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Xabia Jim 04-06-2007 12:42 AM

Insulation - Rock salt and sand
 
I was talking with a spanish bulder/friend and he mentioned that before modern insulation materials like Arlita they used a mixture of sand (or crushed rock) and rock salt (gravel sized) for the insulating materials for their ovens.....interesting!

I know there was some discussions about possibly using salt in constuction and found his reference worth mentioning here.

Jim

edschmidt 04-06-2007 08:21 PM

Re: Insulation - Rock salt and sand
 
Hello jim,
Im confused about using sand. I have read others talking about using sand as an insulation, but to me it doesnt make sence. In my thinking insulation means air and lots of it, therefore the less weight per cubic foot the better the insulator right? The reason I am particularly interested is that when I built my oven I used 4" of sand under my firebricks with the intention of it functioning as a heat retention layer since its not much different weight wise per cubic foot (or meter in spain) as cement. If I have any problem with hearth temp its with it being to hot. I have 7" of depth in the dome and I have to mop the hearth a lot to stop pizza, bread or roasts from burning on the bottom.

Sooooooooo, which is it, is sand an insulator or a heat sink.

P.S. Jim when are you coming back to michigan? Let me know and Ill make sure to make plenty of dough for pizza's.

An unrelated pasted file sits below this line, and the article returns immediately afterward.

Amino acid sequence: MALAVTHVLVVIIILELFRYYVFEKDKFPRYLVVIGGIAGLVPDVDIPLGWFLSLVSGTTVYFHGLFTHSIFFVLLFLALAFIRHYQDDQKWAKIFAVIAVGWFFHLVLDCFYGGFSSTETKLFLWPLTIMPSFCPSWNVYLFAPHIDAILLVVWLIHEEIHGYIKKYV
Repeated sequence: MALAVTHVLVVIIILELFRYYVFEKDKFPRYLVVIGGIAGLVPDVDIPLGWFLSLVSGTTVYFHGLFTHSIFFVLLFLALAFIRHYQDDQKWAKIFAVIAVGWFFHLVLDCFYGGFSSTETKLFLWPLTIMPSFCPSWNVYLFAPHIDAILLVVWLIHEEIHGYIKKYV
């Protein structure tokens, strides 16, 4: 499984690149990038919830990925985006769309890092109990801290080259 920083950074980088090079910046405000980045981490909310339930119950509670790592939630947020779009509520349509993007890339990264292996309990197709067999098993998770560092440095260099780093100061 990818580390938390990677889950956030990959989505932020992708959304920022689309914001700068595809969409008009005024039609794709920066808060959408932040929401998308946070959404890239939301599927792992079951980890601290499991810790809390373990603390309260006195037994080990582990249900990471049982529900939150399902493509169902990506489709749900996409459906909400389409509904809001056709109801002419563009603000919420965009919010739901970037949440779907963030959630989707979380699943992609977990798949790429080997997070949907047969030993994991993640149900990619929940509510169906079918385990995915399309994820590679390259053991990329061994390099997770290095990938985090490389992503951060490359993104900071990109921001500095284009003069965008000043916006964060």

P.P.S. its about 20 deg. here

Xabia Jim 04-06-2007 10:31 PM

Re: Insulation - Rock salt and sand
 
I think sand by itself would be a heat sink. My read in this discussion was that it filled the matrix between the larger salt gravel. So I think it was mainly salt and a little crushed stone to keep the whole mass solid.

I do actually think that for this use they were building bread and roasting ovens so thermal mass would have been more important than insulation. (Did they even understand insulation 50 years ago? Seemed like we built stud houses with open air spaces right up to the 70's....)

....back in a week :(

maver 04-07-2007 05:12 AM

Re: Insulation - Rock salt and sand
 
Air is not the only heat insulator, although it is a good one. Ultimately insulation ability has to do with heat transfer, and there is an engineering term that addresses this called K value. I looked the K value up for sand once - there is some variability as there are many types of sand. Sand is not abysmal as an insulator, but certainly not as good as the modern insulations suggested in the pompeii plans.

Kimo 02-17-2010 03:25 PM

Re: Insulation - Rock salt and sand
 
Hello,
As I know when you use salt, sand, glass or sand quartz in your cooking floor under firebricks is to add and extra thermal mass to your oven, it is less expensive that add other layer of firebricks and it is easy to work with it.
I donít recommend you add salt; it is corrosive and degraded the floor and then the walls of the oven.